21. According to a study by the Dallas Federal Reserve, foreign-born citizens made up 14% of the labor force in 2002, yet accounted for 51% of total jobs growth from 1996-2002.

22. Forty percent of kids raised in a family in the top income quintile stay there as adults, and 40% of those born into the lowest quintile remain there. Only 8% of those raised in the top quintile drop to the lowest quintile as adults, according to the Pew Economic Mobility Project.

23. According to a report by the Harvard Graduate School of Education, just over half of students who enroll in a four-year college receive a bachelor’s degree within six years.

24. Five of every six American families earn more than their respective parents did, according to the Pew Economic Mobility Project.

25. Federal Reserve economist Bhashkar Mazumder has shown that incomes among brothers are more correlated than height or weight.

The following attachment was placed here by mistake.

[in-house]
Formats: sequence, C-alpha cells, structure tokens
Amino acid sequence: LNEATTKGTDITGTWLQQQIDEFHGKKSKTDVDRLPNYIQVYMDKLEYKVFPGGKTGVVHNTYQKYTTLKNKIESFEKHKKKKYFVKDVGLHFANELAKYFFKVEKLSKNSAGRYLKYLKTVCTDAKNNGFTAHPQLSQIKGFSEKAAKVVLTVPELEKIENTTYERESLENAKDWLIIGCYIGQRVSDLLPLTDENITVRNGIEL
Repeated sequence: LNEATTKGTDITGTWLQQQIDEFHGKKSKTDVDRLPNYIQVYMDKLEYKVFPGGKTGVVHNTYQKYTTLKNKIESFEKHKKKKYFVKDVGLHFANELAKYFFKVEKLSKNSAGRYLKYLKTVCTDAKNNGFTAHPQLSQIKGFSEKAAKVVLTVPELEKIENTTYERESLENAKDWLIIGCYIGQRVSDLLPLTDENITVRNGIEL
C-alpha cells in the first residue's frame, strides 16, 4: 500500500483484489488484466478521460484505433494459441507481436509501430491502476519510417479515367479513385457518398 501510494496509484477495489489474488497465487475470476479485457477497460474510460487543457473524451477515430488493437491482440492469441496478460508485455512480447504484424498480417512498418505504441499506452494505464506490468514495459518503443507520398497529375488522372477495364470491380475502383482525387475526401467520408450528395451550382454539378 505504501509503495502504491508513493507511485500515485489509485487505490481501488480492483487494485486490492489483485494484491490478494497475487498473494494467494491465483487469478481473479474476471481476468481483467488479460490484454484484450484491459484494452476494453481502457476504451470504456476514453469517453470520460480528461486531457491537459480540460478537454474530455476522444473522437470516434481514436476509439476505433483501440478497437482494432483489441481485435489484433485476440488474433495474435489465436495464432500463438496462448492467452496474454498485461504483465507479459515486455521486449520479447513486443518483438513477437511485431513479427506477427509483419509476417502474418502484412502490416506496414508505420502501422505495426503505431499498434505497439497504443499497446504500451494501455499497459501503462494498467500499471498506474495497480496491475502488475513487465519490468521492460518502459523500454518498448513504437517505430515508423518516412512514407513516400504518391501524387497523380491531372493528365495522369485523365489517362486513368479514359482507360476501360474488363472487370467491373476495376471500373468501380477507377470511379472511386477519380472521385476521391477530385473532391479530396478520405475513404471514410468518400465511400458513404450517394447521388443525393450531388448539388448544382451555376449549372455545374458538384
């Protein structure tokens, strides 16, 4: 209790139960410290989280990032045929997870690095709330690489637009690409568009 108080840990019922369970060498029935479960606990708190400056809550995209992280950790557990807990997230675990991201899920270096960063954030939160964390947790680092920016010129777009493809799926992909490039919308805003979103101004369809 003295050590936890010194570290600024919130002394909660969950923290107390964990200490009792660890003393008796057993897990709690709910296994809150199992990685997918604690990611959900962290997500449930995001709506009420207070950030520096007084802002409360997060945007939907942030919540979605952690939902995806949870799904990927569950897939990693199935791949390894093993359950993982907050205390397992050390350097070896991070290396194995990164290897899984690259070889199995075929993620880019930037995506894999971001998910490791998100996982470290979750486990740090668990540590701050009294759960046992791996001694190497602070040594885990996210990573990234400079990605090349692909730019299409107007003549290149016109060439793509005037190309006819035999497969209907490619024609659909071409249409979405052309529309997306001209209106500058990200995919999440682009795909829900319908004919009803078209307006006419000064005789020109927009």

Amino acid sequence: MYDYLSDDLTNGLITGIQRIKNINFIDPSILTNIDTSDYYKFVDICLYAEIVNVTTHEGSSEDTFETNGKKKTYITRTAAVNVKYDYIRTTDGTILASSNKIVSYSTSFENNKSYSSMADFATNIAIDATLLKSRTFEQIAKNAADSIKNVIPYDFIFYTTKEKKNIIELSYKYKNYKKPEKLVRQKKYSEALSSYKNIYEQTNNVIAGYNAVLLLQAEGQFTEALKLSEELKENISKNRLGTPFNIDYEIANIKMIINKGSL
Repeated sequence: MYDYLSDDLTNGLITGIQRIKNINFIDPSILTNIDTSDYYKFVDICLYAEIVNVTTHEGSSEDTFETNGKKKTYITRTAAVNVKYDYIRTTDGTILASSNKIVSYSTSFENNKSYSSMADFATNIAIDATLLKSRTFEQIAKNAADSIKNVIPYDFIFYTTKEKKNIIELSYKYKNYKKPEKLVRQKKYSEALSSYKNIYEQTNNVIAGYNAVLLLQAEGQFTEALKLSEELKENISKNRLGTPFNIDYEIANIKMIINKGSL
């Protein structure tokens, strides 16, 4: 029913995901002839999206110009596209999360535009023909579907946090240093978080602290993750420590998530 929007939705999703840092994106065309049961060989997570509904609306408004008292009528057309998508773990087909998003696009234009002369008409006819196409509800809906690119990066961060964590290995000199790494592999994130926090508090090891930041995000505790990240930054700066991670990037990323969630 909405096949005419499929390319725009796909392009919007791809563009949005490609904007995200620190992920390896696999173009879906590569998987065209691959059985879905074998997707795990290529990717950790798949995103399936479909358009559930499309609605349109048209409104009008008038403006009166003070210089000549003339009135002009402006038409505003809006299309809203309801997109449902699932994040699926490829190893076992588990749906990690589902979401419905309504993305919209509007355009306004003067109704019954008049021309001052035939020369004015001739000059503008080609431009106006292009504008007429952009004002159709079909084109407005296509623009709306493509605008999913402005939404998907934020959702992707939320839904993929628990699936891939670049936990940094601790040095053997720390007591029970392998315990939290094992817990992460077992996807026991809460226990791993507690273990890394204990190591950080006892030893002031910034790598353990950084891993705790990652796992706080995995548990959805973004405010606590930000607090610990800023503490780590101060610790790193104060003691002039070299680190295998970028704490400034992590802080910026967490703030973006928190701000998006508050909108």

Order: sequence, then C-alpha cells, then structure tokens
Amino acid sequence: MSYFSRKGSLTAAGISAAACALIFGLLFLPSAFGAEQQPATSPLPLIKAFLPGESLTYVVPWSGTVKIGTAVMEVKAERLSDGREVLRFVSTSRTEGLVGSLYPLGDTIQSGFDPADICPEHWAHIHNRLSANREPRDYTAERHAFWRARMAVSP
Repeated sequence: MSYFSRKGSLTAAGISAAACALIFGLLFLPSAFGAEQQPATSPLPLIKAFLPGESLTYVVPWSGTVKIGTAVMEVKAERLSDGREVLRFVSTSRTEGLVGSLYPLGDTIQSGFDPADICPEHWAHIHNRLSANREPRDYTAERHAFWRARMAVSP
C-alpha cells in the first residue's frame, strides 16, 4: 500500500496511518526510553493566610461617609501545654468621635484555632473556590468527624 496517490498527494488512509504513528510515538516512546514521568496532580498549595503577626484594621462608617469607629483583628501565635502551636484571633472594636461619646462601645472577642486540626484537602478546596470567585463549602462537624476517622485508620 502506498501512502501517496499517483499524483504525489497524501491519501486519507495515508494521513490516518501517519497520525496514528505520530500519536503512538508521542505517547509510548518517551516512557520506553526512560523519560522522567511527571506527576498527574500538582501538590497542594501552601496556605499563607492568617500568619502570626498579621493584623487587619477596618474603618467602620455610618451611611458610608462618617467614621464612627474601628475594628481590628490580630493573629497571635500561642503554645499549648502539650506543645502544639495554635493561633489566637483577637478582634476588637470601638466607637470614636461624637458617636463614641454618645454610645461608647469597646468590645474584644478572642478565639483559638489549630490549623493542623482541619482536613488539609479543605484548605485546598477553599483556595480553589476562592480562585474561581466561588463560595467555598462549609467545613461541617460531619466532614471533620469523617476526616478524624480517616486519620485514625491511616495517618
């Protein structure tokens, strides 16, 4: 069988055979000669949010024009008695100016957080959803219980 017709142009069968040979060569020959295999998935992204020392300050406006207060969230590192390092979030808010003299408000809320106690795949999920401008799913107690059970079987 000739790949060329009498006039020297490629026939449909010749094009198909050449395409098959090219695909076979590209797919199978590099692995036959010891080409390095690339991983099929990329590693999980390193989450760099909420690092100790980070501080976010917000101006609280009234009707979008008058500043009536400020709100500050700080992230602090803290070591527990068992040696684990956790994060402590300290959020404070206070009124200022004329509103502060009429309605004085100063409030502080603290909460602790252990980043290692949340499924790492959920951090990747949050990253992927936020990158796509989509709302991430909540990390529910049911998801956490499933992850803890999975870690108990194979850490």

26. Ten percent of Medicare recipients who received hospital care made up 64% of the program’s hospital spending in 2009, according to The Wall Street Journal.

27. According to a Rutgers survey based on a nationwide sampling, only 51% of those who have graduated college since 2006 are now employed full time. Twenty percent are in graduate school. The rest…

28. As a percentage of GDP, government spending was higher in 1983 under President Ronald Reagan than it will be this fiscal year (23.5% vs. 23.3%, respectively), according to data by the Tax Policy Center.